Undertrials can contest elections but cannot vote

May 1st, 2009 - 1:41 pm ICT by IANS  

By Richa Sharma
New Delhi, May 1 (IANS) Call it a paradox of democracy - undertrials lodged in Indian jails can contest elections but cannot vote.

Nearly 250,000 undertrials lodged in various jails in the country will not be able to cast their votes this Lok Sabha elections as the law denies them the right to vote. The constitution, however, allows undertrials to contest elections from behind the bars.

Despite a recommendation by the National Human Rights Commission (NHRC) seeking voting rights for undertrials in jail, the Indian government is yet to take a call on it.

“The commission in October 2008 recommended voting rights for undertrails. The recommendation was forwarded to the home ministry and the government will have to take a call on it,” an NHRC official, who did not want to be identified, told IANS.

Section 62(5) of the Representation of the People Act, 1951, denies the right to vote to undertrials who are in prison or police custody while permitting this to those out on bail.

In its recommendation last year, the NHRC said giving undertrials the right to vote “will have a positive impact on bringing out changes in the attitudes of the undertrials and the people”.

If this was done, the NHRC felt, it would impart a sense of dignity among undertrials and they would also be considered part of society.

According to eminent lawyers and human rights activists, the Representation of the People Act should be amended to provide this right to undertrials.

“The confusion has been created by Section 62 (5) of the Representation of the People Act, 1951, vis-a-vis Article 326 of the Constitution of India,” said eminent criminal lawyer K.T.S. Tulsi. “While the former bars prisoners from voting, the latter says all those who are 18 years and above can vote. It’s high time prisoners fight for their rights and approach the court.”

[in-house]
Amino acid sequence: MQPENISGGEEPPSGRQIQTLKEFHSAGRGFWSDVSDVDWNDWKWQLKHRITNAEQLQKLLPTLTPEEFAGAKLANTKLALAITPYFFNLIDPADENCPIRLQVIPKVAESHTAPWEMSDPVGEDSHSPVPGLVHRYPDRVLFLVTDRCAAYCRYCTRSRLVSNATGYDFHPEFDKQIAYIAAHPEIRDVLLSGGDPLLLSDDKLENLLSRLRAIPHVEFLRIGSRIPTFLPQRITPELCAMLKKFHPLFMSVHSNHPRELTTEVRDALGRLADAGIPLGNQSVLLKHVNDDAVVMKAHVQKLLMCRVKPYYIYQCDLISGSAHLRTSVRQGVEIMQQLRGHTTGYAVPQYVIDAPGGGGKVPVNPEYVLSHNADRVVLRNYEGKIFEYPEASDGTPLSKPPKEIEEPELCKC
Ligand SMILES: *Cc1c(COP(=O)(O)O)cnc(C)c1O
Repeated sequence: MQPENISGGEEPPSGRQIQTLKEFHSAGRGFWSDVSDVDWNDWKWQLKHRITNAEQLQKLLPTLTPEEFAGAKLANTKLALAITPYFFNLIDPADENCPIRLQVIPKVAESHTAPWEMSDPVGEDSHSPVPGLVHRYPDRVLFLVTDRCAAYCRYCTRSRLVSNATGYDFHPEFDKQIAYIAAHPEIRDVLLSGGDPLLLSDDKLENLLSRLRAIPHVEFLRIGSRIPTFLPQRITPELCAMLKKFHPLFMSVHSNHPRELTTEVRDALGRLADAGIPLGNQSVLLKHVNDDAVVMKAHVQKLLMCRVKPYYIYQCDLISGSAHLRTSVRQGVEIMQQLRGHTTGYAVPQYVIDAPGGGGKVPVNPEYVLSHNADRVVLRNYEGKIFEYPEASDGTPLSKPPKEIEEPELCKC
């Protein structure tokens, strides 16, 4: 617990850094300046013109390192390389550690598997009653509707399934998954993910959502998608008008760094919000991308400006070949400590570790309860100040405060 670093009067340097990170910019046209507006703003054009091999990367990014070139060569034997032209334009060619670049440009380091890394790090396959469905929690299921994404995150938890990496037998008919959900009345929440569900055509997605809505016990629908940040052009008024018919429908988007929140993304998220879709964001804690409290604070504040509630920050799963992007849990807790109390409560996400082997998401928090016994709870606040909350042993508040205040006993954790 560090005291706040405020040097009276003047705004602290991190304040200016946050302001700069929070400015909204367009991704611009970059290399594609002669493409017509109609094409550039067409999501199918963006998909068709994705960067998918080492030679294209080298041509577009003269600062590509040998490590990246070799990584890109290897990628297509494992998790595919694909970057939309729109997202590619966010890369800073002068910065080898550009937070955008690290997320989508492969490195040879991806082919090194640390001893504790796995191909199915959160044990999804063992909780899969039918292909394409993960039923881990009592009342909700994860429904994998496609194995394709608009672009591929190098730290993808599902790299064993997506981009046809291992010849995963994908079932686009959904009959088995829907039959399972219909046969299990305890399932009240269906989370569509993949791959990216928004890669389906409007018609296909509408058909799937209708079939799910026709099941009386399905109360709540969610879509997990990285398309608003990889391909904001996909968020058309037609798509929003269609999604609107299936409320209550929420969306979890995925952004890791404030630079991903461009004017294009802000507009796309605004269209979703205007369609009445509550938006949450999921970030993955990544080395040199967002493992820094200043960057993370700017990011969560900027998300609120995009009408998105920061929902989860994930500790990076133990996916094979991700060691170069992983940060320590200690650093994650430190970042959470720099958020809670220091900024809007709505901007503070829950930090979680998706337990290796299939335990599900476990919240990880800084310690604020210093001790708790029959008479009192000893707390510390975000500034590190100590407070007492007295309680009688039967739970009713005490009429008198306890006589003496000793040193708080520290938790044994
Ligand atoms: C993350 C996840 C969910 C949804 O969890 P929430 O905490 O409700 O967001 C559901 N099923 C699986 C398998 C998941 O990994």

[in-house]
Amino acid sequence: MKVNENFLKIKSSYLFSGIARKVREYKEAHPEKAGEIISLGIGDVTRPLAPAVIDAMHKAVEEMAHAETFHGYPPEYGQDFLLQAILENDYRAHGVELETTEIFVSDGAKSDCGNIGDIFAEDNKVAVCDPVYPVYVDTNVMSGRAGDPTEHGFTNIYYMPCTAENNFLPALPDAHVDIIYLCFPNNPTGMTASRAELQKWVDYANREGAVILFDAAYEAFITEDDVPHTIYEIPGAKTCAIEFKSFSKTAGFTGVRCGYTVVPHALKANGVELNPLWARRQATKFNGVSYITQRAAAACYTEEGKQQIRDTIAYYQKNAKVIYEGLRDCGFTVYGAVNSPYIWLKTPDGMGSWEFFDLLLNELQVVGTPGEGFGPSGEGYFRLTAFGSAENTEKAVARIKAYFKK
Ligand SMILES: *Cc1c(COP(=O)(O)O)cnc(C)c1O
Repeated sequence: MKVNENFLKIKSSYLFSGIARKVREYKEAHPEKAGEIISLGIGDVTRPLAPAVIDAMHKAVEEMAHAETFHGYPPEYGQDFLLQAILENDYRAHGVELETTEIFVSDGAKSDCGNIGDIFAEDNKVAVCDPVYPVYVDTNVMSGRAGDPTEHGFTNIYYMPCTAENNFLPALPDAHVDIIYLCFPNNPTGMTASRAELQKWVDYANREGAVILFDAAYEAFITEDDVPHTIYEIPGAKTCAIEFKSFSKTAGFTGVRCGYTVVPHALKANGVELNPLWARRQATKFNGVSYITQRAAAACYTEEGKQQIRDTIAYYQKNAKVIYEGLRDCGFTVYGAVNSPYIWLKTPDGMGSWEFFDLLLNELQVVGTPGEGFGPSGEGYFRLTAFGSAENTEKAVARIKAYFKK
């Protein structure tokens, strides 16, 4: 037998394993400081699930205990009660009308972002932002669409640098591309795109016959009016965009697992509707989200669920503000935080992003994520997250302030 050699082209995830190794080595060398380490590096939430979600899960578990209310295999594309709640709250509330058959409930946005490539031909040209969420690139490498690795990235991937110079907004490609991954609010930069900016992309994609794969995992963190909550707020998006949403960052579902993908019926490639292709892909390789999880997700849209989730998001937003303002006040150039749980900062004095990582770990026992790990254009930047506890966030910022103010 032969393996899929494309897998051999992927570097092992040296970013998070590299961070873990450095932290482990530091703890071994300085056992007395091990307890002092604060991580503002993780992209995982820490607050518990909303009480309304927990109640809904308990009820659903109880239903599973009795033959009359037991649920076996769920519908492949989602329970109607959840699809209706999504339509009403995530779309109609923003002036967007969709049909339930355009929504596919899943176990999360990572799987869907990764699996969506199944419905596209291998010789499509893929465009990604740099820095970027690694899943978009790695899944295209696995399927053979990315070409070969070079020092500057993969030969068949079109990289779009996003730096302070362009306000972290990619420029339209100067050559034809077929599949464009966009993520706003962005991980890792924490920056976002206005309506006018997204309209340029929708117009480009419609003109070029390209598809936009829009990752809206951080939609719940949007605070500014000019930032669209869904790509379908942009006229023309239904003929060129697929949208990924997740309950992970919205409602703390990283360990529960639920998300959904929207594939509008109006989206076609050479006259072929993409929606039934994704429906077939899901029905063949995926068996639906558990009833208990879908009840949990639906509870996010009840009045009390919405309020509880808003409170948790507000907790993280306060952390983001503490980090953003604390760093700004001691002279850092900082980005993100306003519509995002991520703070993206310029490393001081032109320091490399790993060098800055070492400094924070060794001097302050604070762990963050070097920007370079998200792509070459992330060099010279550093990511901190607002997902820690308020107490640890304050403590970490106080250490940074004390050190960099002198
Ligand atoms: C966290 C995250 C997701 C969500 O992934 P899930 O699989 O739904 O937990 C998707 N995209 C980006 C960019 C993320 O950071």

Slamming the Indian government for not taking steps to provide voting rights to undertrials, Supreme Court lawyer Pinki Anand told IANS: “In various foreign countries the provision of granting voting rights to prisoners are there, but it is a very shameful act that one can contest elections from jail but cannot exercise their right to vote in India.

“There should be a rethink on the relevant section of the Representation of the People Act. We are not living in the 1950s.”

In 1997, the Supreme Court had dismissed a writ petition by advocate Anukul Chandra Pradhan, seeking voting rights for undertrials.

According to the National Crime Records Bureau there are now 245,244 undertrials in various jails in India.

(Richa Sharma can be contacted at richa.s@ians.in)

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